While here, I spent four days in a bungalow about 8 km from Muan Sing in the North of Laos and surrounded by several small villages. During this time, I made friends with several of the children from the neighboring village, who I don't think go to school but spent their time helping with the animals, hauling water and wood, and of course, playing around and trying to sell their seed bracelets to any foreigners around. The children with whom I made friends toured me throughout their village, taking me into their homes, and giving me gifts such as seed bracelets, peanuts, and flowers with a sweet smell, which they climbed the trees to pick. After a while they also encouraged me to photograph freely, rather than the normal refrain "photo, money, photo, money."

On my third day they took me throughout the village on another sort of tour, a tour of the sick and injured, and considering that most of these maladies are left untreated except by various herbal remedies, it was another reminder to me of the blessings of the modern lifestyle I have at home. There was a girl who had fallen out of a tree and had probably broken bones in her shoulder or arm, a boy who had fallen off of a motor bike and was missing a two inch square hunk of flesh (this village has a few motor bikes and being near the road is a little better off than some), and a baby with a welt like rash spread across her body. It was sad for me, knowing that there was not much I could do. This village is only 8 km from a medical clinic, but still the people do not go, even though transport is available here, presumably preferring to spend what little money they do have on other things and necessities of life.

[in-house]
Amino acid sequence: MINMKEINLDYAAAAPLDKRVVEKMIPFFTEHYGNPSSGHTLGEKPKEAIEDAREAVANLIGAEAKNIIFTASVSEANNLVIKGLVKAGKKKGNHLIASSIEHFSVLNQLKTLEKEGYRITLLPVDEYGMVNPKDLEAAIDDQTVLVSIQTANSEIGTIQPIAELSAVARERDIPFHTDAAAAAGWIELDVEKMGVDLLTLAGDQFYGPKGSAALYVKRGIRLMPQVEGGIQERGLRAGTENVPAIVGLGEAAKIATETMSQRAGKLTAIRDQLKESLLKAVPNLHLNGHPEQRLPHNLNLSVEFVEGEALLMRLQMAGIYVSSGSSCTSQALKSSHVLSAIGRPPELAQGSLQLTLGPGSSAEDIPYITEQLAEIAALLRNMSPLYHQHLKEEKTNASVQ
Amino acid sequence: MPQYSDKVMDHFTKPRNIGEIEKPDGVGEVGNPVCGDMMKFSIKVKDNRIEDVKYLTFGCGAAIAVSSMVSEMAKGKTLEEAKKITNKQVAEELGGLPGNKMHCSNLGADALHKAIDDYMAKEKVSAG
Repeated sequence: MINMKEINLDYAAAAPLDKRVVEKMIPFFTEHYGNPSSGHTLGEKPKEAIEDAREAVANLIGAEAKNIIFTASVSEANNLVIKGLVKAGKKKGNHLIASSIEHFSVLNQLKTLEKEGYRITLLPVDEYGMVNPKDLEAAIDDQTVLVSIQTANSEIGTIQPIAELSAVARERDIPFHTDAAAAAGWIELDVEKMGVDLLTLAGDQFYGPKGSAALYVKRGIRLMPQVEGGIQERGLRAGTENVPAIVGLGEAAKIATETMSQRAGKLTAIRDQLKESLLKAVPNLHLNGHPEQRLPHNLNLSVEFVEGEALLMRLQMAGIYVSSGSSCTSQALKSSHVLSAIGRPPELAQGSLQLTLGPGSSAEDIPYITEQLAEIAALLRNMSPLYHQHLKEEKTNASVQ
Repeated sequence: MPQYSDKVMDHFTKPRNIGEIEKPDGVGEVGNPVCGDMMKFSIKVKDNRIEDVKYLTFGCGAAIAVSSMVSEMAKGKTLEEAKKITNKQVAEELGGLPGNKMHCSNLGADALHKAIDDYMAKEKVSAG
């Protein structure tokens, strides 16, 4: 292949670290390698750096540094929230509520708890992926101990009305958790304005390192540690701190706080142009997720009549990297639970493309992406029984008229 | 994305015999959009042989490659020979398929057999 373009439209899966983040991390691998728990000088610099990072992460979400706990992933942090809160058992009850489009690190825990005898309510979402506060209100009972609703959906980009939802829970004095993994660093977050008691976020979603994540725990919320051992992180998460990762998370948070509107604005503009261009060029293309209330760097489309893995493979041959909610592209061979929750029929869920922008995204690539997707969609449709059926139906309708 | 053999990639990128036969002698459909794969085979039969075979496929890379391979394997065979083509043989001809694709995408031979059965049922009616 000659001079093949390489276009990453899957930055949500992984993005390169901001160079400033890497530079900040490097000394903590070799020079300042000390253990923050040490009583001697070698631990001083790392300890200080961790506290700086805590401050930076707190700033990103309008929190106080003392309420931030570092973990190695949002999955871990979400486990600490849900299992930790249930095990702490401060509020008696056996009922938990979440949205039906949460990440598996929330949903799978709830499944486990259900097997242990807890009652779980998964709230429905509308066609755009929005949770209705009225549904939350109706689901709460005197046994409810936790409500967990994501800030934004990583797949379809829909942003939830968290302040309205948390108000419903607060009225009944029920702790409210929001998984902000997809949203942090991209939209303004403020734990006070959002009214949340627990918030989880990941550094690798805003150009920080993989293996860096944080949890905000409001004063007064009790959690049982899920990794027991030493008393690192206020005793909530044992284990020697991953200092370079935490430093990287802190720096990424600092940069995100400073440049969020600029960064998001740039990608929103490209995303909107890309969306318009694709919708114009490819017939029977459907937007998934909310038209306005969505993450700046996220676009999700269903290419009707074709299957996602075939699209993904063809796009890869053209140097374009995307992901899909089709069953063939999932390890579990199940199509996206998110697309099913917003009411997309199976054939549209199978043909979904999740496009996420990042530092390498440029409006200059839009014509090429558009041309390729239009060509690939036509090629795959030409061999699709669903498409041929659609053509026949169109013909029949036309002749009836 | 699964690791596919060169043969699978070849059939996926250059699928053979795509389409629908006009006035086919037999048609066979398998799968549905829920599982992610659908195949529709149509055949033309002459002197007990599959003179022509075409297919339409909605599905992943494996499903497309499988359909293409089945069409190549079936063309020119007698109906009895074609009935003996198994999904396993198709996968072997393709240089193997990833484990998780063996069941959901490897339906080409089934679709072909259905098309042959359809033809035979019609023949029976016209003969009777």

I tried to show a couple of these girls where I am from on the world map I carry, but they stared at it blankly and uninterestedly, making me believe that they have never actually seen a map of the world; pretty shocking in this day and age! It made me think that us westerners and where we come from must be really a mystery to them, especially in the areas off the road without television. We just show up in their villages with our strange looks, strange clothing, tons of money (at least to them), and cameras, snapping shots as if we were strolling through a human zoo. It must be very frustrating for them. Still, I think we could learn a lot from the people here about having a more laid back and less stressful lifestyle. I really envy them that!


The children in this village near Luang Namtha are lucky to have a village school. (Also photo above)





Booba, my favorite of the village children, is very pretty and shy.